Traduttore, traditore: An act of translation is always an act of betrayal.
1828. Robin Swift, orphaned by cholera in Canton, is brought to London by the mysterious Professor Lovell. There, he trains for years in Latin, Ancient Greek, and Chinese, all in preparation for the day he’ll enroll in Oxford University’s prestigious Royal Institute of Translation — also known as Babel.
Babel is the world’s center of translation and, more importantly, of silver-working: the art of manifesting the meaning lost in translation through enchanted silver bars, to magical effect. Silver-working has made the British Empire unparalleled in power, and Babel’s research in foreign languages serves the Empire’s quest to colonize everything it encounters.
Oxford, the city of dreaming spires, is a fairytale for Robin; a utopia dedicated to the pursuit of knowledge. But knowledge serves power, and for Robin, a Chinese boy raised in Britain, serving Babel inevitably means betraying his motherland. As his studies progress Robin finds himself caught between Babel and the shadowy Hermes Society, an organization dedicated to sabotaging the silver-working that supports imperial expansion. When Britain pursues an unjust war with China over silver and opium, Robin must decide: Can powerful institutions be changed from within, or does revolution always require violence? What is he willing to sacrifice to bring Babel down?
Babel — a thematic response to The Secret History and a tonal response to Jonathan Strange & Mr. Norrell — grapples with student revolutions, colonial resistance, and the use of translation as a tool of empire.
Between 3 and 5 stars.
I am a huge fan of The Poppy War so when I learned that Rebecca Kuang was writing a dark academia set up in Oxford, I was over the moon!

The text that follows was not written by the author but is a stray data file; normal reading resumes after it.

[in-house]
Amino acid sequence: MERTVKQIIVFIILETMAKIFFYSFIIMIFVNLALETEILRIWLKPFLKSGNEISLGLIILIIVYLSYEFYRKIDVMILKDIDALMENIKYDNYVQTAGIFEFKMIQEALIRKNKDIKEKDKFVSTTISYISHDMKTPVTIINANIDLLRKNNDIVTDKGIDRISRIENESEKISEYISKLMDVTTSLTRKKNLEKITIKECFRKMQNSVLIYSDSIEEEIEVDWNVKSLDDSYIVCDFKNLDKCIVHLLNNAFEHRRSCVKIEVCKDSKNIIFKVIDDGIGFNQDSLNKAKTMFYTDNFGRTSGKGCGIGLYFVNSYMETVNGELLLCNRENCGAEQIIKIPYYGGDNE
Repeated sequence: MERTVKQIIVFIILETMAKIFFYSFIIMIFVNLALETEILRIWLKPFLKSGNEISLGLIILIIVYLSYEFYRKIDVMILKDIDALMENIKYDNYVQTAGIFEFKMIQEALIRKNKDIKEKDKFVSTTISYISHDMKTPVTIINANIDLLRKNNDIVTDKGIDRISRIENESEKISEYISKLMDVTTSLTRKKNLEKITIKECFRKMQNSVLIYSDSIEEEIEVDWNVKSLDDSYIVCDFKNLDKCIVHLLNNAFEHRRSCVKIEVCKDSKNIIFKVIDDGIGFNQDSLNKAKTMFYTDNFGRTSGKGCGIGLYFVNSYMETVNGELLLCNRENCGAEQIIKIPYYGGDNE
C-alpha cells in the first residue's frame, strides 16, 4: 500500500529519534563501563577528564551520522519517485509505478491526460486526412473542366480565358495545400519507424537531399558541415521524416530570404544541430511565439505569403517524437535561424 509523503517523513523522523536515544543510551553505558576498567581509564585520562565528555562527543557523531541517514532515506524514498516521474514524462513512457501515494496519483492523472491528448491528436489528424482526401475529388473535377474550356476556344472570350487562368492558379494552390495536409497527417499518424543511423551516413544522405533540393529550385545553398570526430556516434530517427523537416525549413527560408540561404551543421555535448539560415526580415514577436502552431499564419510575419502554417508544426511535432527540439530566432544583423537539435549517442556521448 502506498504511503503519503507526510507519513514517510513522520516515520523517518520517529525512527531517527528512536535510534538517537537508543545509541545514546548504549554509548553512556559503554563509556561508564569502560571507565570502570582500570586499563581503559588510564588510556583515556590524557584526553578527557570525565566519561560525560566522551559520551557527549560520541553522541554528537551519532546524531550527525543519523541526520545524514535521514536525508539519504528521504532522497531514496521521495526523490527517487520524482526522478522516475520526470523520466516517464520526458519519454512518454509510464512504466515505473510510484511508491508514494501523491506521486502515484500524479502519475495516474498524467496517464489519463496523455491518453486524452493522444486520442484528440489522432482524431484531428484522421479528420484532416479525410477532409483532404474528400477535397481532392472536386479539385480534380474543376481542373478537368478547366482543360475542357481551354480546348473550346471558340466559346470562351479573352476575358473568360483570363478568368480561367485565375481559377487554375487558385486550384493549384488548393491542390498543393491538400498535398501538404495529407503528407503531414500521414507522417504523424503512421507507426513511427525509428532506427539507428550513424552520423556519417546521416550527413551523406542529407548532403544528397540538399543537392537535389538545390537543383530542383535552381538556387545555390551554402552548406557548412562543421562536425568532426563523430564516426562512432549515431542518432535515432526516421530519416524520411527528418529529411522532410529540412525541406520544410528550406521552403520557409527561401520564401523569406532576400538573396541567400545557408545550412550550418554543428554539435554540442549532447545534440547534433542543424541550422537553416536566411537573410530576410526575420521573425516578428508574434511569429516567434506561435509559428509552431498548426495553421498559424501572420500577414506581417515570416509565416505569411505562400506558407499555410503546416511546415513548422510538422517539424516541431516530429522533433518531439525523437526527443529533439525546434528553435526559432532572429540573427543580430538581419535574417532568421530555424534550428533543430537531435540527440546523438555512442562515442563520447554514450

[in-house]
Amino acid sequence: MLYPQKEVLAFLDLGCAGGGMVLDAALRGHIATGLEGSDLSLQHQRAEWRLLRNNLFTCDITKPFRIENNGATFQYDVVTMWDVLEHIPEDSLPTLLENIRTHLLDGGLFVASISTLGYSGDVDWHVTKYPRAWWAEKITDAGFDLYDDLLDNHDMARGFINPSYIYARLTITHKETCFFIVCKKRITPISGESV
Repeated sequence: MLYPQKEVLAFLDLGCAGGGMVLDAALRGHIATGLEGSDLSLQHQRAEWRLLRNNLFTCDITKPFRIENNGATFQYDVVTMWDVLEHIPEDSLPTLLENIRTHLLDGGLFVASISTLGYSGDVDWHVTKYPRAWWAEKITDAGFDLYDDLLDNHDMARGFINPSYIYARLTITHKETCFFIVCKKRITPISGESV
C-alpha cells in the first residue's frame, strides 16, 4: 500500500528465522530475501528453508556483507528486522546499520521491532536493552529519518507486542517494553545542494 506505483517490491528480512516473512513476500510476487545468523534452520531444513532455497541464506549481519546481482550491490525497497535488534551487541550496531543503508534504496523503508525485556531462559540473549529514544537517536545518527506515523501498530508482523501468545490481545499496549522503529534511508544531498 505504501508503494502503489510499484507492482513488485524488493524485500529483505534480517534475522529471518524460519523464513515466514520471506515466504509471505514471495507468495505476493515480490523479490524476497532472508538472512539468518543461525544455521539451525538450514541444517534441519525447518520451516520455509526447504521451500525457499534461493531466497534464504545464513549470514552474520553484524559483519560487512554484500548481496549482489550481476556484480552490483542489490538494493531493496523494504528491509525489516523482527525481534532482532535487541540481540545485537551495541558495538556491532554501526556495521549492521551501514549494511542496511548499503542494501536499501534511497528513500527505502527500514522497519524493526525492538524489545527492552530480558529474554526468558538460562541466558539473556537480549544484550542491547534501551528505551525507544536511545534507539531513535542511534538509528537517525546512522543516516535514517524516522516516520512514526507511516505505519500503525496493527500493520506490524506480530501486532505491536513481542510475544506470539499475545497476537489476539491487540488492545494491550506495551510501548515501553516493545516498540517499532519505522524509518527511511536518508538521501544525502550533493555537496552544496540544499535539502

Now, after having listened to Babel (whose narrator Billie Fulford-Brown does a splendid job), I am left with many conflicted feelings!
I’ll try to list them here below:
🍂I found it slow in the beginning, a little bit boring then some parts went faster and were truly fascinating;
🍂I love languages and loved discovering more about it yet the many match pair in Chinese were sometimes a little too much. The same can be said with professors lectures on language and translation;
🍂I could see that Robin was taken from his homeland and that he was abused, forced to fall into a mold, never seen as British and exploited. Yet I never really fell into his shoes to the point of living his life and deeply caring about him. There was always like a distance between him and me. Rin from The Poppy War had me rooting for her and living her life for the very first pages. She was so intense she could not be ignored. Robin was all shy, doubts and introspection. Very malleable for a very long time until he became someone totally different in the end.
🍂 The historical element even if amended by the magical element of silver was very well done yet some inconsistencies grated me the wrong way. Yet I knew it was fiction so the author was entitled to take liberties with history. I think going full fiction would have worked better for me rather than skating so close to history yet adding fantasy. Probably because Rebecca’s writing is so precise and her knowledge of history so profound that you don’t feel she can/would add untrue elements to her story.
🍂I was equally enthralled yet bored at times. That was a very peculiar feeling. Wanting to rush to the end of the book, to have it end yet delighting in some parts of the story back again. On and on, switching between these two emotions, in a loop.
🍂I didn’t want it to end but switched to wanting to have a peek at the ending.
I am aware that after reading this, you won’t have a very good idea of what is Babel about but I’d like to say “go read the synopsis” as it’s a fair depiction of the book’s intrigue.
Let’s just say that Babel is a complex book, with an exceptionally beautiful writing, broaching heavy topics like racism, strikes, oppression, misogyny, colonialism, exploitation on a magical backdrop that evoked many conflicted feelings for me.
One thing is true: I learned tons about British colonialism and … translation.
RF Kuang is still one of my favorite authors, even with my torn thoughts.
Thanks for reading.